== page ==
The role would require the actress to train with a veteran law enforcement officer and learn how to shoot a gun — opportunities she relished. She was more worried about flying to Park City, Utah, for production, because she hates the cold and high altitude.
"So I bold-faced lied to her and said, 'We're not shooting high and it's not cold there,'" Sheridan recalls with a laugh. "I knew it would be, which was one of the things I loved about it — you can see it on her face in the movie that she really doesn't like the cold. But she overcame it."
The director, who nabbed an Oscar nomination for writing "Hell or High Water" and also scripted "Wind River," cast Olsen long before Renner. He says he wanted her from the "very, very, very beginning" because he responded to an "essence of confidence" she exuded — a certain kind of toughness. "There's a blue collar element to her, which I mean as a compliment," he explains. "That's how grounded she is, and maybe it's because she grew up with [Hollywood], she's able to see it for what it is."
Renner, who plays a local U.S. Fish and Wildlife Service agent who takes Olsen's character under his wing, admits he put off reading Sheridan's script for months. (Chris Pine was originally cast in the role.) Eventually, the actor decided to sign onto the film because he wanted "to work with Lizzie in a different way — in a real way."
"Here, I got to observe somebody working in a very different capacity — with more emotional intelligence, not just being in a costume and the whole thing," the actor says. "She had to be pretty bad-ass with a handgun, I'll tell you what — and that's coming from a guy who knows how to use a lot of weapons."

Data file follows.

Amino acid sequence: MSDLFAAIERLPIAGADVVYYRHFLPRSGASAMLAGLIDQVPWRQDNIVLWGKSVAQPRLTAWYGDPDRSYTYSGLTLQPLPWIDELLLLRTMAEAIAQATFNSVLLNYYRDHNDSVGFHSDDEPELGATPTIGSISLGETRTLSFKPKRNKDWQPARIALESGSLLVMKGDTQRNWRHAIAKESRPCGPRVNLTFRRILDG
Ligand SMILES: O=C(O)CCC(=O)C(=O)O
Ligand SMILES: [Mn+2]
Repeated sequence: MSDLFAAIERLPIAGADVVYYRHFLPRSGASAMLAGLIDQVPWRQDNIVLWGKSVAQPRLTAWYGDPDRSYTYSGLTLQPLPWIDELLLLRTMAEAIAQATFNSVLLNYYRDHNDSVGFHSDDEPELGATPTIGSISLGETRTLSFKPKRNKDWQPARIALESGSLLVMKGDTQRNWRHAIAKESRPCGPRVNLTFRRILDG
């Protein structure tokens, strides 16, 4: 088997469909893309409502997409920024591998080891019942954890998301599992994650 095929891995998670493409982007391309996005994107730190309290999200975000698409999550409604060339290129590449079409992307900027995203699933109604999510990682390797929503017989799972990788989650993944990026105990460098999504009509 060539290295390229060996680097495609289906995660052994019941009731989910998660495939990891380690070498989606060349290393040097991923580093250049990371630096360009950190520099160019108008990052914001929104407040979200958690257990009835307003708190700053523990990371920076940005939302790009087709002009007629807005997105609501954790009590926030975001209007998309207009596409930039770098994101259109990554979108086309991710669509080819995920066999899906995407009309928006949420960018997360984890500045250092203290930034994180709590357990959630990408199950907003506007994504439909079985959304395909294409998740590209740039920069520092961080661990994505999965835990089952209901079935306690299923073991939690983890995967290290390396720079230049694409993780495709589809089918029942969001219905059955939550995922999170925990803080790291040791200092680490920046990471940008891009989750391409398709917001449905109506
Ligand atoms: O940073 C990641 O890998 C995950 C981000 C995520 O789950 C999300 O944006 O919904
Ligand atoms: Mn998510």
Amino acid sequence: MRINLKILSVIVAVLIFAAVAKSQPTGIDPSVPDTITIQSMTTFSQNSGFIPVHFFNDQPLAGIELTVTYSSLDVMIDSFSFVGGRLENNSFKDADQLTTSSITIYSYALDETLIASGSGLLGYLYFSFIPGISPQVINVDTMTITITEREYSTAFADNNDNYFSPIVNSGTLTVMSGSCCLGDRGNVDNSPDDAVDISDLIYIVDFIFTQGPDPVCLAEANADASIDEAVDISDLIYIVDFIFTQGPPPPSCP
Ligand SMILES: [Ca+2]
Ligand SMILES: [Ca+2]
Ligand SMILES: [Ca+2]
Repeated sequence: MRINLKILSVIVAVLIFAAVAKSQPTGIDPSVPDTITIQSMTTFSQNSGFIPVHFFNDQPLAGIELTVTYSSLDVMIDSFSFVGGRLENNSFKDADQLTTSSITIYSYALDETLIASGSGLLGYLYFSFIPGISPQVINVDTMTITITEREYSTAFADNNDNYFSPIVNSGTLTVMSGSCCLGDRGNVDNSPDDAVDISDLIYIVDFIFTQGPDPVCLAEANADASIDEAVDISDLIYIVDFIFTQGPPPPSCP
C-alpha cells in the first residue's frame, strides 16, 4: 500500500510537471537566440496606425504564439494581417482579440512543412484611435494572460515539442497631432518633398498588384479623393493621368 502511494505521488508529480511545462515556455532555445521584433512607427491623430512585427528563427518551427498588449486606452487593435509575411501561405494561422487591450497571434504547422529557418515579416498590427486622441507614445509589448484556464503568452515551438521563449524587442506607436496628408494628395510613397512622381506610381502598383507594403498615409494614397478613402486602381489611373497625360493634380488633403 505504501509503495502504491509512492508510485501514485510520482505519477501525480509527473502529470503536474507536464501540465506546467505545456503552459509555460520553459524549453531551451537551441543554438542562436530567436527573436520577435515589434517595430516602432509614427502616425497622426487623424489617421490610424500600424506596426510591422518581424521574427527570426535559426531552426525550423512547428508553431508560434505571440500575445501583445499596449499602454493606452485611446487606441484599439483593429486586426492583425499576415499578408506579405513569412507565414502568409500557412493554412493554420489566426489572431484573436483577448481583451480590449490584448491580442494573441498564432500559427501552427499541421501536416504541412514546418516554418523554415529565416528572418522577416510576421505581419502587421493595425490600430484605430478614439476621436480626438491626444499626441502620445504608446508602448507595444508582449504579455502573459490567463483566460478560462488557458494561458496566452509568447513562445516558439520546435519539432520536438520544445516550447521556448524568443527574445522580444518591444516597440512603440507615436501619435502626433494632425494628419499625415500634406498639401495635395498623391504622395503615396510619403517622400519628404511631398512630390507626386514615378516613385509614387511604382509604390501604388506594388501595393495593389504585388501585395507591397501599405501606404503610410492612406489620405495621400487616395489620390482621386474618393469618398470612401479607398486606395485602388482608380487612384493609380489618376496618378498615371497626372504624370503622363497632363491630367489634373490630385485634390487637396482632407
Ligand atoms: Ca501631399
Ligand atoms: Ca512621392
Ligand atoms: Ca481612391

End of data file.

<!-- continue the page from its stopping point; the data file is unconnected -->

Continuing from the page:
"Ingrid Goes West," of course, didn't require quite as much prep — though Olsen did start a secret Instagram account, following women like lifestyle guru Jenni Kayne, fashion blogger Aimee Song and Who What Wear founder Hillary Kerr for inspiration. Spicer encouraged her to start posting her own photographs, which she did: one of a crusty baguette with dipping oil, another of some Diptyque candles. ("Those first ones were a little bumpy," the director says with a laugh. "Like, food that doesn't quite look as appetizing as it should, or sunsets. Very obvious starter photos.")
Then, this winter, Olsen decided to bite the bullet and start her own public page.
"I decided to join because I realized I was only taking something away from myself," she explains. "It's so funny that people like to pretend that they're maybe or maybe not getting paid to post something. Financially, it's a brilliant opportunity. Like, I'd really love to be a brand ambassador. I'd love to do a campaign. I think sometimes working with brands or different cosmetic companies — that can help people recognize your face and then they go see your movies. I was only hurting my opportunities by not participating."
While some young Oscar winners like Jennifer Lawrence and Emma Stone have held out on joining the platform, it has increasingly become commonplace for even serious actor types — Anne Hathaway, Brie Larson, Shailene Woodley — to open up on social media. Before, Olsen says, she was “being old-school about it” — something she learned from her sisters, who she acknowledges are “notoriously private people.” But even they supported her launching an Instagram account. And besides, she’s not good at being “super mysterious.” She’s too chatty for that. Plus, there are plenty of accounts she wants to keep stalking.
"There are so many times I've seen a picture and thought, 'Oh, God, how do they make those flower arrangements look so great all the time?'" says Olsen, who recently bought her first home in L.A. and is decorating it with an aesthetic she describes as Diane Keaton's Hamptons beach house in "Something's Gotta Give." "Or: 'How expensive are those chairs I'm looking at on Pinterest? Did they find them at some place I've never heard of? How do you have that kind of eye?'"